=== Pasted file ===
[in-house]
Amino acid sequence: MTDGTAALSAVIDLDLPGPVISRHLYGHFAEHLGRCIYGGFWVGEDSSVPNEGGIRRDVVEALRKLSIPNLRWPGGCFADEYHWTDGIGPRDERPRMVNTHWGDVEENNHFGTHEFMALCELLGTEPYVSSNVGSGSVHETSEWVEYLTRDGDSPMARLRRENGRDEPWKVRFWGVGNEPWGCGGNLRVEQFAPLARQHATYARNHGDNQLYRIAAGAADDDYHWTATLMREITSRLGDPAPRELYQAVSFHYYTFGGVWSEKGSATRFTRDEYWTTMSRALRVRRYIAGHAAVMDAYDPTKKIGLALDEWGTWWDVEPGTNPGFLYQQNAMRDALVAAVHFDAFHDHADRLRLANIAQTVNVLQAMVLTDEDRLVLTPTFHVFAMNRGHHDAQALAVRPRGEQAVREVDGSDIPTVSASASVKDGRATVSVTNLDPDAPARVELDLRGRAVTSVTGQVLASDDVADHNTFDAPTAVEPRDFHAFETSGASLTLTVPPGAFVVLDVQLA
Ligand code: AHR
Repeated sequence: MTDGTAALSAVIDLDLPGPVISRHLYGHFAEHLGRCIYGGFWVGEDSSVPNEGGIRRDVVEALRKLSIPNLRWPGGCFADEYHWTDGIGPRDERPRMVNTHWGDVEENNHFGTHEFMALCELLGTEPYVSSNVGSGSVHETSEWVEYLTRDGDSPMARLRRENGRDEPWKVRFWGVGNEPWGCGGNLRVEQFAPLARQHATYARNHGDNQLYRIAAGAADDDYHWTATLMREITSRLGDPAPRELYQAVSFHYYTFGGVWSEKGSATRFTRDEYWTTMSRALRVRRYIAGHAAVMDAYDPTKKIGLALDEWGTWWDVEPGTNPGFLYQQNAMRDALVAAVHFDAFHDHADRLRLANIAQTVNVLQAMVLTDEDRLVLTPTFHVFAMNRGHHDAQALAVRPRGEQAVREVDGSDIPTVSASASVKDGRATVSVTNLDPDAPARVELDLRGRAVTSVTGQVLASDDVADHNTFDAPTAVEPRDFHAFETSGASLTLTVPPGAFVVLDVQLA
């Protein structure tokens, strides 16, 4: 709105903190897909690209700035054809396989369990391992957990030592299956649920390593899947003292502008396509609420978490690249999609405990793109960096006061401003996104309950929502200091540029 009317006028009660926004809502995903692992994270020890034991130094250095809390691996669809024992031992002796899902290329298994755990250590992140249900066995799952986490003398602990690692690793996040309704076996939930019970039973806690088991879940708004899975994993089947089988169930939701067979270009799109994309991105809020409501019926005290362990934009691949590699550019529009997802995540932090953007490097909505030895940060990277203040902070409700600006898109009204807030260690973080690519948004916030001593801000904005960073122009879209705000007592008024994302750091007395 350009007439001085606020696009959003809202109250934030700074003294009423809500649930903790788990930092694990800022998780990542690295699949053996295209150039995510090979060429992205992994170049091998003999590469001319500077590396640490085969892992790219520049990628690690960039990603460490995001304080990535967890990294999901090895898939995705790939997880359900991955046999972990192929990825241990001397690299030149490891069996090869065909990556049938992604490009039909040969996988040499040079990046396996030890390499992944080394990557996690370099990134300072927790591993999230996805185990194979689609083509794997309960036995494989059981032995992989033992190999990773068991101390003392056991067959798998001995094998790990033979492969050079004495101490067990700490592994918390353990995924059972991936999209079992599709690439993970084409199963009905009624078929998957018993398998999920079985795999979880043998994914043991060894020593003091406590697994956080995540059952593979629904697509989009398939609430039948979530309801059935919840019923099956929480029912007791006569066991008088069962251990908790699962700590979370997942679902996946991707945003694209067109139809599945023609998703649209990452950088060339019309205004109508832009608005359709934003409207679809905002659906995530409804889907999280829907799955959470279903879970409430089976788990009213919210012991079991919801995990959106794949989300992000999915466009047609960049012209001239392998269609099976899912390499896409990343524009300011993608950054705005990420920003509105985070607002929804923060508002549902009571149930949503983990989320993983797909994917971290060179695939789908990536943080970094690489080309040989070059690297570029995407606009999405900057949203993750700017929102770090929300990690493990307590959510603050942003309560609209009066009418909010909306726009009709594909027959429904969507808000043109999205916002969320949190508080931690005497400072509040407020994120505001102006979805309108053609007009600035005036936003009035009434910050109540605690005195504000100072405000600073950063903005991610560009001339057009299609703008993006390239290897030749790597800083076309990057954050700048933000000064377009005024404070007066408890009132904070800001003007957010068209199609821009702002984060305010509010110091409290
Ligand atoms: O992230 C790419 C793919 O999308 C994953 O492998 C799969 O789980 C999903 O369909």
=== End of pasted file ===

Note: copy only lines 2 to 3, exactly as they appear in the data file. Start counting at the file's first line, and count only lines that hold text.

Amino acid sequence: MTDGTAALSAVIDLDLPGPVISRHLYGHFAEHLGRCIYGGFWVGEDSSVPNEGGIRRDVVEALRKLSIPNLRWPGGCFADEYHWTDGIGPRDERPRMVNTHWGDVEENNHFGTHEFMALCELLGTEPYVSSNVGSGSVHETSEWVEYLTRDGDSPMARLRRENGRDEPWKVRFWGVGNEPWGCGGNLRVEQFAPLARQHATYARNHGDNQLYRIAAGAADDDYHWTATLMREITSRLGDPAPRELYQAVSFHYYTFGGVWSEKGSATRFTRDEYWTTMSRALRVRRYIAGHAAVMDAYDPTKKIGLALDEWGTWWDVEPGTNPGFLYQQNAMRDALVAAVHFDAFHDHADRLRLANIAQTVNVLQAMVLTDEDRLVLTPTFHVFAMNRGHHDAQALAVRPRGEQAVREVDGSDIPTVSASASVKDGRATVSVTNLDPDAPARVELDLRGRAVTSVTGQVLASDDVADHNTFDAPTAVEPRDFHAFETSGASLTLTVPPGAFVVLDVQLA
Ligand code: AHR